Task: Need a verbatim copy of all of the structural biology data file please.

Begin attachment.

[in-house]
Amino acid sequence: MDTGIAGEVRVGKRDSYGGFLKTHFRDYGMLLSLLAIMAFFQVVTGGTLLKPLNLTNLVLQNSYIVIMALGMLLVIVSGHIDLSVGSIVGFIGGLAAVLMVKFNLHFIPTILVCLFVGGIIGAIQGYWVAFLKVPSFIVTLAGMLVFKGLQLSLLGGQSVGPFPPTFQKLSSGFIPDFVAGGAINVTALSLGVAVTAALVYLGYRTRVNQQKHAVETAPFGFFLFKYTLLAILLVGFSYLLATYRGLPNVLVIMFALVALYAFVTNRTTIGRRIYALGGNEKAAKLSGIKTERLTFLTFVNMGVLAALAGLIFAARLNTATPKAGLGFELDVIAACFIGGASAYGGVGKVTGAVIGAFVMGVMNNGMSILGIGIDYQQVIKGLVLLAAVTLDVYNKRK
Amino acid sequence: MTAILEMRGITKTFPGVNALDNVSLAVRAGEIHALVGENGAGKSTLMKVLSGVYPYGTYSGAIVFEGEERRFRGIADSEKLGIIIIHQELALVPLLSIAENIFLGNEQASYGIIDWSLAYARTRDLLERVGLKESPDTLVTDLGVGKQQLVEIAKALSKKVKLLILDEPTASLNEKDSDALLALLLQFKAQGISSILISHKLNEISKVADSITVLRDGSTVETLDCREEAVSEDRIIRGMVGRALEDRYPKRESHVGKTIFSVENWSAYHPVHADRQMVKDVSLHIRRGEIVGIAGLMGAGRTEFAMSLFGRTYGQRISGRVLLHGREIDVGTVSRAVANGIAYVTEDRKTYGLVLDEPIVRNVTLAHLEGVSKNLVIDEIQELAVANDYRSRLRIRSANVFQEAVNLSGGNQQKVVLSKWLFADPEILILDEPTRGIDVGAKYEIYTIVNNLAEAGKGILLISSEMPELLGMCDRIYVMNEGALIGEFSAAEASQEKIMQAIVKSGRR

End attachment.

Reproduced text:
[in-house]
Amino acid sequence: MDTGIAGEVRVGKRDSYGGFLKTHFRDYGMLLSLLAIMAFFQVVTGGTLLKPLNLTNLVLQNSYIVIMALGMLLVIVSGHIDLSVGSIVGFIGGLAAVLMVKFNLHFIPTILVCLFVGGIIGAIQGYWVAFLKVPSFIVTLAGMLVFKGLQLSLLGGQSVGPFPPTFQKLSSGFIPDFVAGGAINVTALSLGVAVTAALVYLGYRTRVNQQKHAVETAPFGFFLFKYTLLAILLVGFSYLLATYRGLPNVLVIMFALVALYAFVTNRTTIGRRIYALGGNEKAAKLSGIKTERLTFLTFVNMGVLAALAGLIFAARLNTATPKAGLGFELDVIAACFIGGASAYGGVGKVTGAVIGAFVMGVMNNGMSILGIGIDYQQVIKGLVLLAAVTLDVYNKRK
Amino acid sequence: MTAILEMRGITKTFPGVNALDNVSLAVRAGEIHALVGENGAGKSTLMKVLSGVYPYGTYSGAIVFEGEERRFRGIADSEKLGIIIIHQELALVPLLSIAENIFLGNEQASYGIIDWSLAYARTRDLLERVGLKESPDTLVTDLGVGKQQLVEIAKALSKKVKLLILDEPTASLNEKDSDALLALLLQFKAQGISSILISHKLNEISKVADSITVLRDGSTVETLDCREEAVSEDRIIRGMVGRALEDRYPKRESHVGKTIFSVENWSAYHPVHADRQMVKDVSLHIRRGEIVGIAGLMGAGRTEFAMSLFGRTYGQRISGRVLLHGREIDVGTVSRAVANGIAYVTEDRKTYGLVLDEPIVRNVTLAHLEGVSKNLVIDEIQELAVANDYRSRLRIRSANVFQEAVNLSGGNQQKVVLSKWLFADPEILILDEPTRGIDVGAKYEIYTIVNNLAEAGKGILLISSEMPELLGMCDRIYVMNEGALIGEFSAAEASQEKIMQAIVKSGRR